21st century nationalism is different from its earlier incarnations: it is not linked to solidarity or belonging, but to appearances and emblems; not ethics, but aesthetics. You do not live it, you have it, as Erich Fromm famously said. Its popularity is not linked to the heavy guilt-inducing commemorations that never really disappeared from state TV, but to a tacit smuggling of the national into global consumer culture. It is a lifestyle choice to write emails in Cyrillic, to eat 'Czar' pickles or listen to local folk-pop. Moreover, as globalization mixes up populations, there is a growing need to set oneself apart by some simple and clear-cut emblem.

Global franchising has also brought about the reinvention of the national. For instance McDonalds will develop a 'haiduk hamburger', to bridge the gap between global and local, and the reality game 'Survivor' in Rupert Murdoch's TV version divides the participants into two proto-Bulgarian tribes, announcing that they will educate the audience in the spirit of nation's greatest strength (which, as we know, has always been survival). And just think of the American transnational NGO Volunteers for Economic Growth Alliance that is designing a quality label 'Authentic Bulgaria' to be bestowed on local tourist sites.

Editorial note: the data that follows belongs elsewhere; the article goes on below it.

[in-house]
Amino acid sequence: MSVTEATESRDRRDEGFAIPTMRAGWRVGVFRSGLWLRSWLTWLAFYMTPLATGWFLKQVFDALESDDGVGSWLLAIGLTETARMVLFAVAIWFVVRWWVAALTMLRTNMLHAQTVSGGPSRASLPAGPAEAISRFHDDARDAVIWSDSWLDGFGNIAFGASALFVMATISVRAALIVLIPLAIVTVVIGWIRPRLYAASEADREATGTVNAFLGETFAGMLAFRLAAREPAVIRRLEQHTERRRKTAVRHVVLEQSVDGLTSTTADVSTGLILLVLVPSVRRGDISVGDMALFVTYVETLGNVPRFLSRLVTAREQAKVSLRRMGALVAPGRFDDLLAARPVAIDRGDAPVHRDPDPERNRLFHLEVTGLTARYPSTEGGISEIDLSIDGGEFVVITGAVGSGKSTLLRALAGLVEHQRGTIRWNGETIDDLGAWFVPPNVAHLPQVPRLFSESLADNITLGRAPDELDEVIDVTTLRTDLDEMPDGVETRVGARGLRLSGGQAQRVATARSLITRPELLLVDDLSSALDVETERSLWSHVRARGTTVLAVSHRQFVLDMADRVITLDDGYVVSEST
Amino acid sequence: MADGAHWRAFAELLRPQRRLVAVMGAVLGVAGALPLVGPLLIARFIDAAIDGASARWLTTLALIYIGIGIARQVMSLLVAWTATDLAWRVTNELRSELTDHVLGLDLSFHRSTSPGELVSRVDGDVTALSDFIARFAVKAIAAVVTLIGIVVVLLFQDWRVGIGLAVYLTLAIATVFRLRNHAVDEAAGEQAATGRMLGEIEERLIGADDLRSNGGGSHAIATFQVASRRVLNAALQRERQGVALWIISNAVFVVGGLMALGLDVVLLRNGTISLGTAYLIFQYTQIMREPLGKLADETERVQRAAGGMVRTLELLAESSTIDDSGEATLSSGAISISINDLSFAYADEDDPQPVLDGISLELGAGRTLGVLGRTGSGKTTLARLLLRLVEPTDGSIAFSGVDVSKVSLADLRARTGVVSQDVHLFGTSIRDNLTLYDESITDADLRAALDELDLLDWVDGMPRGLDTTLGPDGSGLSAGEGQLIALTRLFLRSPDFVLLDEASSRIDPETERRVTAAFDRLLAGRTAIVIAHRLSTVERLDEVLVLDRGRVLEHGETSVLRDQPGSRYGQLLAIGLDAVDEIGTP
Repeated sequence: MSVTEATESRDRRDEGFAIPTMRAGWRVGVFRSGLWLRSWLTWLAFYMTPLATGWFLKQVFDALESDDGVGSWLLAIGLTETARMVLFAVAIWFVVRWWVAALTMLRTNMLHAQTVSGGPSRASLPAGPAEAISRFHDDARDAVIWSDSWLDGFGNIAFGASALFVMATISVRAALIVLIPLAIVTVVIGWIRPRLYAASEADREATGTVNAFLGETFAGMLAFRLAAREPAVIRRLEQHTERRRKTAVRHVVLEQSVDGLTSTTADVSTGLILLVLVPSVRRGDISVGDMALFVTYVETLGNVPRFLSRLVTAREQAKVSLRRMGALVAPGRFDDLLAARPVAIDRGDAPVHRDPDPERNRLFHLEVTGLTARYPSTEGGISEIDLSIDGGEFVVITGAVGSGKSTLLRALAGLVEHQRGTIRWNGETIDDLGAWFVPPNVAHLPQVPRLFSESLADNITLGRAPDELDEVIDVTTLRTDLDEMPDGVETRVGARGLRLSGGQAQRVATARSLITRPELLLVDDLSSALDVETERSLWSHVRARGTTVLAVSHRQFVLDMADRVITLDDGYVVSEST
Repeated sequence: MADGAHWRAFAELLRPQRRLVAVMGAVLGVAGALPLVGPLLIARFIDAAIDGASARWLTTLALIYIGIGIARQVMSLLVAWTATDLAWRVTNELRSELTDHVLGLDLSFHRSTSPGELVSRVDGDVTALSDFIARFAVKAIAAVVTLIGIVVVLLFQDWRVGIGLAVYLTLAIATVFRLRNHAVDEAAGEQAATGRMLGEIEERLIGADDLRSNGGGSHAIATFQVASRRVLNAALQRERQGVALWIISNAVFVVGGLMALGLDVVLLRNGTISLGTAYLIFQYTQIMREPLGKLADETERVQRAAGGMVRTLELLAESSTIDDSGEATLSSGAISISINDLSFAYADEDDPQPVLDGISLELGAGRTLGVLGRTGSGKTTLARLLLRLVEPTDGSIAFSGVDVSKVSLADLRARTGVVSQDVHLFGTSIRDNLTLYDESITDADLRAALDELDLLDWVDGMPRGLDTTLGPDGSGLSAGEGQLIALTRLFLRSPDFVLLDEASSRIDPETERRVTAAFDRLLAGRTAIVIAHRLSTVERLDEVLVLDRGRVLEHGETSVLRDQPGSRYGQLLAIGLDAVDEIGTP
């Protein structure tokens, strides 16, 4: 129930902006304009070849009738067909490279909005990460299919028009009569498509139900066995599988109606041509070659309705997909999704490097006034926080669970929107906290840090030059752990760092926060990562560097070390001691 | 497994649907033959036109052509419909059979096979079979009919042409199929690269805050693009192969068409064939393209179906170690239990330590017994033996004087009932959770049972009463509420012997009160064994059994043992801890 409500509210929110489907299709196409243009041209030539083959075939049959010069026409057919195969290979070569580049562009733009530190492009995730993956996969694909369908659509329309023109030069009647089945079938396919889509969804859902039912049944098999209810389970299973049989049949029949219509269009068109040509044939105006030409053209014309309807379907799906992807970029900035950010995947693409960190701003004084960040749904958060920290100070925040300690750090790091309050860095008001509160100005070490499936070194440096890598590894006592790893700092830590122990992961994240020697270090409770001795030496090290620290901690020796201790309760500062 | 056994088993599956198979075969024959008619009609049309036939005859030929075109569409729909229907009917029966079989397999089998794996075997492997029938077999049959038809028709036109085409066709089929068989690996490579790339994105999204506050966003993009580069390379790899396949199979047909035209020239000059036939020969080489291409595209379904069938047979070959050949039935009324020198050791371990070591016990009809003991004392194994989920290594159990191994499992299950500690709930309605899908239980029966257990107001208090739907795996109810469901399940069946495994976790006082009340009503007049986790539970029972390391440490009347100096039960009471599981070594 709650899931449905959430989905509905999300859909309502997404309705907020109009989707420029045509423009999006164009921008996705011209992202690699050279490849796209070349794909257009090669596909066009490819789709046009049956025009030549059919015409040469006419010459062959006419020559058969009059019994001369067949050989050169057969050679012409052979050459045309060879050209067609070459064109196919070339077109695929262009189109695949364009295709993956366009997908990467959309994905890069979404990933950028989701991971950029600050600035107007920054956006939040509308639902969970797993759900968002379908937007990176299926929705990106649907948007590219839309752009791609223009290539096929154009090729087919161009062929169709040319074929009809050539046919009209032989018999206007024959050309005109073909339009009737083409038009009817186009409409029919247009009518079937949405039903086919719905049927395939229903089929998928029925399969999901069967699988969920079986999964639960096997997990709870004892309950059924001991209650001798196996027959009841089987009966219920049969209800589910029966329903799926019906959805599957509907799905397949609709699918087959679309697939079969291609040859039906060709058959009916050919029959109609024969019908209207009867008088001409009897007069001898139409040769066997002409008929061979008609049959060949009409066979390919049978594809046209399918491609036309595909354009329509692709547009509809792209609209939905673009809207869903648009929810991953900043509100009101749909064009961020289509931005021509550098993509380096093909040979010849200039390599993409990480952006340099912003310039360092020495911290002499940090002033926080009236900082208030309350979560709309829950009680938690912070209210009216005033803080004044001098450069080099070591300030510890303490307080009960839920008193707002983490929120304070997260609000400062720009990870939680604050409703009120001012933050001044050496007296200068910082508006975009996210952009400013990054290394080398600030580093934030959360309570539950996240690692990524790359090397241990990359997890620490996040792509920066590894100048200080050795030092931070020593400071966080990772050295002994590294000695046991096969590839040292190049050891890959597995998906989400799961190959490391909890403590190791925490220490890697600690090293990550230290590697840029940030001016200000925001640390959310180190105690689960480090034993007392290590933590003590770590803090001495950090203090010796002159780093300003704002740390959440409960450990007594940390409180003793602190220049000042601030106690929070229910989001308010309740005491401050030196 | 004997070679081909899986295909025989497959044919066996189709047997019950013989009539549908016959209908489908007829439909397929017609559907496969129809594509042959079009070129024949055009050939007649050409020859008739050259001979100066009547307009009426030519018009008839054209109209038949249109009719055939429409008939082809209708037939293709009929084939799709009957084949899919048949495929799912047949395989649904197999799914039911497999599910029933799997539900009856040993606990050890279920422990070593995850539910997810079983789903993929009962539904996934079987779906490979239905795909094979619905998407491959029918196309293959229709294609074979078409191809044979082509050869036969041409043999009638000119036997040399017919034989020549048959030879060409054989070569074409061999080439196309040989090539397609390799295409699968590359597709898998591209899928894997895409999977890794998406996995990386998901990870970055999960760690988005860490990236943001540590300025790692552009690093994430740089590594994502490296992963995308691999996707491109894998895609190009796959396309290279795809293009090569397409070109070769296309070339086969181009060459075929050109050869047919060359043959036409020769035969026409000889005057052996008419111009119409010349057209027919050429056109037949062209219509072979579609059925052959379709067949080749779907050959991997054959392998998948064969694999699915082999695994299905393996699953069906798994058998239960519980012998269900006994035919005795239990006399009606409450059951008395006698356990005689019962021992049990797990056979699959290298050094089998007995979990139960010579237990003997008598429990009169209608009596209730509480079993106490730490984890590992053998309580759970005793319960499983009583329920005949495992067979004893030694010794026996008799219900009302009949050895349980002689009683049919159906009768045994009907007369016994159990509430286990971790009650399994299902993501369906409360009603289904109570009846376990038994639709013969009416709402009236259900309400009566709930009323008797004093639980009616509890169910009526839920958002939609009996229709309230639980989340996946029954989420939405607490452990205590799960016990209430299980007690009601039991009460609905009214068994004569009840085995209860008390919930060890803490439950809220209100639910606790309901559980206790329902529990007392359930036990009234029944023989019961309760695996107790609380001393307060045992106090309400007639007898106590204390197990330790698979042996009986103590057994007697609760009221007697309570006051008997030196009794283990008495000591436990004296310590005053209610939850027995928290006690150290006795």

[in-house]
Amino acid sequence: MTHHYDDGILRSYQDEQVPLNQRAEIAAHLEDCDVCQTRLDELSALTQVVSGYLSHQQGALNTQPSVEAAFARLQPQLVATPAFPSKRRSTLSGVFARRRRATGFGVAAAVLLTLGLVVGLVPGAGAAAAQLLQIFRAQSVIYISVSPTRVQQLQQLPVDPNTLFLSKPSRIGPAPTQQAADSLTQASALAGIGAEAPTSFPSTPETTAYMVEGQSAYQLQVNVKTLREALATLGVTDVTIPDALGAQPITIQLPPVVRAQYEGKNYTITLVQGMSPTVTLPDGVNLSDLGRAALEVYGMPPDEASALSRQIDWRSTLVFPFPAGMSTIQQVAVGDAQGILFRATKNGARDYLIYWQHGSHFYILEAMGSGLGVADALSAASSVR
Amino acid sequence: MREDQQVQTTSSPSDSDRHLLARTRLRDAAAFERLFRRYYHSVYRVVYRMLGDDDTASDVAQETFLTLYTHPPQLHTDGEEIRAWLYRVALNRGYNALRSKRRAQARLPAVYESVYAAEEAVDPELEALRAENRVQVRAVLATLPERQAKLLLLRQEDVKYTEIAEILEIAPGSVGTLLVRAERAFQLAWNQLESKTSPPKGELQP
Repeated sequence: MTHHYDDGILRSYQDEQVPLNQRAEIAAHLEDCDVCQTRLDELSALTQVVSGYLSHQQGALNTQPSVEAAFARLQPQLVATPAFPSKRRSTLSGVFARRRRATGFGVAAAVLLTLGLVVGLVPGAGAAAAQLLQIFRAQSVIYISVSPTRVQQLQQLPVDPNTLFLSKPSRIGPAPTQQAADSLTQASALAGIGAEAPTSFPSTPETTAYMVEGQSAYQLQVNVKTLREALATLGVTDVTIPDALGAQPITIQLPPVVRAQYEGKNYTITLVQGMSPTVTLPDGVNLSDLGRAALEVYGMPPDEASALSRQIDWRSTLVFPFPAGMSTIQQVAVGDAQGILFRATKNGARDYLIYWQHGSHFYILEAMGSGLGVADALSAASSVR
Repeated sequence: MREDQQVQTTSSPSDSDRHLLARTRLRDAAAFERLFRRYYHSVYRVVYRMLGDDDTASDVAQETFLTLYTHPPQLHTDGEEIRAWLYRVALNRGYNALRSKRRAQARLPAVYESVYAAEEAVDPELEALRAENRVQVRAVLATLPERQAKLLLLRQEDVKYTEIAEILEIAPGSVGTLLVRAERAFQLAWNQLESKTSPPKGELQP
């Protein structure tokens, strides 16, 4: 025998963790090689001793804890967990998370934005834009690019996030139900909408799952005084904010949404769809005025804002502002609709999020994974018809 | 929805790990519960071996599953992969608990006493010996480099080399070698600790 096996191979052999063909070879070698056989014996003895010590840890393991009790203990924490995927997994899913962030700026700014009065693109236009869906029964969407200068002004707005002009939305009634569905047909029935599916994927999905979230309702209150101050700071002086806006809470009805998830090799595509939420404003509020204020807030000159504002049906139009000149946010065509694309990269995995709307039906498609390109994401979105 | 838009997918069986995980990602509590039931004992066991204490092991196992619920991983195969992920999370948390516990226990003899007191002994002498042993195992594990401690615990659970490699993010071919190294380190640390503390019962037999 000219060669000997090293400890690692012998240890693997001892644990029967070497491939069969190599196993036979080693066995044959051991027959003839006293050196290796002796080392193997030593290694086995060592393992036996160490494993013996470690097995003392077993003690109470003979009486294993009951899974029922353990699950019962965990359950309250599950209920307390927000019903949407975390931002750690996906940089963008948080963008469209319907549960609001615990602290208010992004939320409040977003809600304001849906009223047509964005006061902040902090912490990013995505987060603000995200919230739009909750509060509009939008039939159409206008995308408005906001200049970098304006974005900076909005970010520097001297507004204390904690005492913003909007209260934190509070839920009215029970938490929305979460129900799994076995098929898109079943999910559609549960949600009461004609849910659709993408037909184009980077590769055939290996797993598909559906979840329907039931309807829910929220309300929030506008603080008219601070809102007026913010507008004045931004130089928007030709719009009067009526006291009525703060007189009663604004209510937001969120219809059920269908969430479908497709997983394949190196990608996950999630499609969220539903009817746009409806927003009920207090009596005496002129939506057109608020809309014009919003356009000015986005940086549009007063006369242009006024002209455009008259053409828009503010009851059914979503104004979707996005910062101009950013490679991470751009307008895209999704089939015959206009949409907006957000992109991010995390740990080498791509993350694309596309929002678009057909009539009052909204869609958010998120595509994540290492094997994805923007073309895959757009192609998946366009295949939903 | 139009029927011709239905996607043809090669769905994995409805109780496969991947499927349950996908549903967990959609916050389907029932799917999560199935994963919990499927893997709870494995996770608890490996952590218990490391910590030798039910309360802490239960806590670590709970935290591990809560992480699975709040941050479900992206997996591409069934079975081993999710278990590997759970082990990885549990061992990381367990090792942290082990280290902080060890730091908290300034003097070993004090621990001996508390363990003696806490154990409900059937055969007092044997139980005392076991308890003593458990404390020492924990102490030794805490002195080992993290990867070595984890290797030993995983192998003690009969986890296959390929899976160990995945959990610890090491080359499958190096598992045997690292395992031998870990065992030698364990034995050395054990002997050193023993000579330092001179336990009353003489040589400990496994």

On the other hand, there is local ressentiment about the dark ages of what is known as 'the transition.' Retro-nostalgia for communism is also a factor, of course. Not that some sort of Marxist-Leninist ideology is about to make a comeback. Soc-nostalgia is a way to oppose the foreign cultural dictate that has almost erased the country from the map in the last 17 years. Socialism was the last time manufacturers thought it a good idea (or were obliged to think it a good idea) to give Bulgarian names to their products before everything became Milka or Coca. By consuming one of these retro-products that has started reappearing on the market, you also satisfy your hunger for identity, the poor (retro-socialist) quality notwithstanding.